On the 15th March 1879 at 26 years of age Harriet left London on board the ship "Earl Derby" bound for Brisbane, Queensland. She is listed as one of the 220 free (still government assisted) passengers on the shippping list of the "Earl Derby". This means she was sponsored by the Queensland Government to come out and work in the new colony of Queensland. Free passages were granted by the government to particular categories of immigrants, and their families, which were from time to time required in Queensland. These categories altered over the years as conditions in Queensland changed but included at various times domestic servants. Applicants were required to pay the sum of one pound each. To be eligible they had to be unable to pay their own passage. 

For those readers who are related to Harriet you can read the captain's shipping report of the journey from London to Brisbane below. Reported in the Brisbane Courier, Saturday June 28, 1879.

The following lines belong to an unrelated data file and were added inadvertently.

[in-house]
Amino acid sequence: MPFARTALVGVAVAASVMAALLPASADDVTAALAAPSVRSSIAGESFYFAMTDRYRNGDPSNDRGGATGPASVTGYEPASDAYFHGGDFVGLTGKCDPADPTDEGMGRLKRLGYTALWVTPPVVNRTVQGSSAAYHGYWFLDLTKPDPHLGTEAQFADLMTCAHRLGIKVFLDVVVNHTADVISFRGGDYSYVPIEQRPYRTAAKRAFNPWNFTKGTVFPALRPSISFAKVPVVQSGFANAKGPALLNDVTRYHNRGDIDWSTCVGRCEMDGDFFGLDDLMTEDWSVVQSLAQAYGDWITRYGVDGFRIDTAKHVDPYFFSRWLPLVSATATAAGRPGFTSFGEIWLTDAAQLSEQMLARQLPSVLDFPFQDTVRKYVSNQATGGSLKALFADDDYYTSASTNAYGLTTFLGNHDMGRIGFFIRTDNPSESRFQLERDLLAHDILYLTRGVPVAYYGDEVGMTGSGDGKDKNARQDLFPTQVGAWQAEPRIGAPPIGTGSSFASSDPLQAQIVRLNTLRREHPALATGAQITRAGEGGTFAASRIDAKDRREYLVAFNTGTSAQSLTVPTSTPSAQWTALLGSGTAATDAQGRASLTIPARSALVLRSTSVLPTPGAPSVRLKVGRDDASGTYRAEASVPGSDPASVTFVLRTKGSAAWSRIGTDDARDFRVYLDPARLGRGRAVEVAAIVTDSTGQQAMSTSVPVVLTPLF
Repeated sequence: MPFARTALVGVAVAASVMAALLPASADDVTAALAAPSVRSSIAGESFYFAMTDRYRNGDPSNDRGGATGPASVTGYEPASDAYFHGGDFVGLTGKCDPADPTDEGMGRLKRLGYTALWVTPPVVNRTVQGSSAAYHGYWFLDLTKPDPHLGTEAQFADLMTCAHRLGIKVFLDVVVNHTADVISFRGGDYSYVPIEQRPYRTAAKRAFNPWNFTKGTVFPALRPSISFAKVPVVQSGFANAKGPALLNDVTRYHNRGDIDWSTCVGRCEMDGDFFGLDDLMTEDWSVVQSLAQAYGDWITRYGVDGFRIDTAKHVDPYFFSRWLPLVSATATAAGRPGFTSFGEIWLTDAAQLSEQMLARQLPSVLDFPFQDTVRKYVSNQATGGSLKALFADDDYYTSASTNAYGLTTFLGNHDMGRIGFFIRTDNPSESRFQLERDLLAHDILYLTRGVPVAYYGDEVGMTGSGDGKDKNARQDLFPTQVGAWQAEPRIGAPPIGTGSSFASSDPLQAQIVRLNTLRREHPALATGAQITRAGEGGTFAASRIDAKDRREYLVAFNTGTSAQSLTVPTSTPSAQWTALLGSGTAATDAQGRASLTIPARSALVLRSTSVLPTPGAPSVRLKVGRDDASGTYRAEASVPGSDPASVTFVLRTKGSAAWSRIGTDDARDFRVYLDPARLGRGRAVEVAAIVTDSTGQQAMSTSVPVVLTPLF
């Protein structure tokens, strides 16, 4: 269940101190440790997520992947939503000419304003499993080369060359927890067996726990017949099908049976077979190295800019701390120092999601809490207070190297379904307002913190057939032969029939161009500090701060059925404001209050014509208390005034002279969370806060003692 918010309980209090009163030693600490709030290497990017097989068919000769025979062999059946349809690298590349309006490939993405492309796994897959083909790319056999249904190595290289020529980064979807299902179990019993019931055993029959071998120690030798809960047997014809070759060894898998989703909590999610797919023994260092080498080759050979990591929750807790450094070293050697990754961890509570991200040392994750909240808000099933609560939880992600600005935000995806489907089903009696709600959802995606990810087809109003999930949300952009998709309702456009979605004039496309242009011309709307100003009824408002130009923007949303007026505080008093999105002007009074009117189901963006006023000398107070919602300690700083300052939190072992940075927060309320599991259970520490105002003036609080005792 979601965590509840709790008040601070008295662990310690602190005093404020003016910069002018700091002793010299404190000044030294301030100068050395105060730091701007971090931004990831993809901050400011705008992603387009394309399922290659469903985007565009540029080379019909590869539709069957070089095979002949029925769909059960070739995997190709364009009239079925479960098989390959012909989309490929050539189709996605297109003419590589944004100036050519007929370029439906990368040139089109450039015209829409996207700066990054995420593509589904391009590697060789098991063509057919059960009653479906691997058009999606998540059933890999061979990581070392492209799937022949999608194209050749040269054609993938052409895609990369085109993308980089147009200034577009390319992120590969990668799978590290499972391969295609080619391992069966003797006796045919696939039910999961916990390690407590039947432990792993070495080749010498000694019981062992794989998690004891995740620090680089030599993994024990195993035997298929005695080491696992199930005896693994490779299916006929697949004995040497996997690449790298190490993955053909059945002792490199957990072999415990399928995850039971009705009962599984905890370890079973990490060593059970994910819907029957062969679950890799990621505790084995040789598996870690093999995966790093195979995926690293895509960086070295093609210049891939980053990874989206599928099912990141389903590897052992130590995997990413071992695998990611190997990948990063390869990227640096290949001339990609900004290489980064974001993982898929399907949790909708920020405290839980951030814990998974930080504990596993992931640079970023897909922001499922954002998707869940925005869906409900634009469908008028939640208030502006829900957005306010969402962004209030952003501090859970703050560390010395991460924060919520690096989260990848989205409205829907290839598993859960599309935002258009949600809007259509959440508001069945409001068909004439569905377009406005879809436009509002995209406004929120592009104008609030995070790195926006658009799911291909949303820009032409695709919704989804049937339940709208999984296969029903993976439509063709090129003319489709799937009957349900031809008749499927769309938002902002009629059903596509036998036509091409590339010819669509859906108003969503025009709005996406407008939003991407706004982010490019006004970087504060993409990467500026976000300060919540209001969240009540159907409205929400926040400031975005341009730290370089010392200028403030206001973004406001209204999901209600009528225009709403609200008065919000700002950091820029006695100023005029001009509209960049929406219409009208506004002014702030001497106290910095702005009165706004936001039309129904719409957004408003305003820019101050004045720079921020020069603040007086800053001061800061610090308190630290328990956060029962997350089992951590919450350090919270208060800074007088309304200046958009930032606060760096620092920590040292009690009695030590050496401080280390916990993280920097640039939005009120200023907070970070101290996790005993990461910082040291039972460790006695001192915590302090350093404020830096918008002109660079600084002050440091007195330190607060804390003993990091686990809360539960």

"Captain Colquhoun reports that the Earl Derby left Gravesend March 15 , with light winds and hazy weather; landed pilot at Bill of Portland, on 18th, when the wind sprang up in north-east and had a fine run to the Equator, which was crossed on April 5 in 27" W. longitude. The south-east trades were very poor and were Iost in 22° S. in 32° W. longitude, and from thence to Tristan d'Acunba, which was passed on 25th, had baffling and un-settled winds and weather, and calms thence on to the Cape, which was passed in 42° S. on May 8, had very dirty easterly and variable winds; crossed the meridian of St. Paul's on 23rd, in 42°S., and that of Cape Leeuwin on June 1; sighted the south-west cape of Tasmania on 9th, with moderate north-west winds, which continued all the way up the east coast ; made Cape Moreton on 16th, bearing South, twenty miles off; on 17th, at 6,30 a.m., pilot Botcher came on board and took charge ; on 20th Dr. Challinor cleared the ship, and were the same night towed up to Brisbane, anchoring in the stream, all well."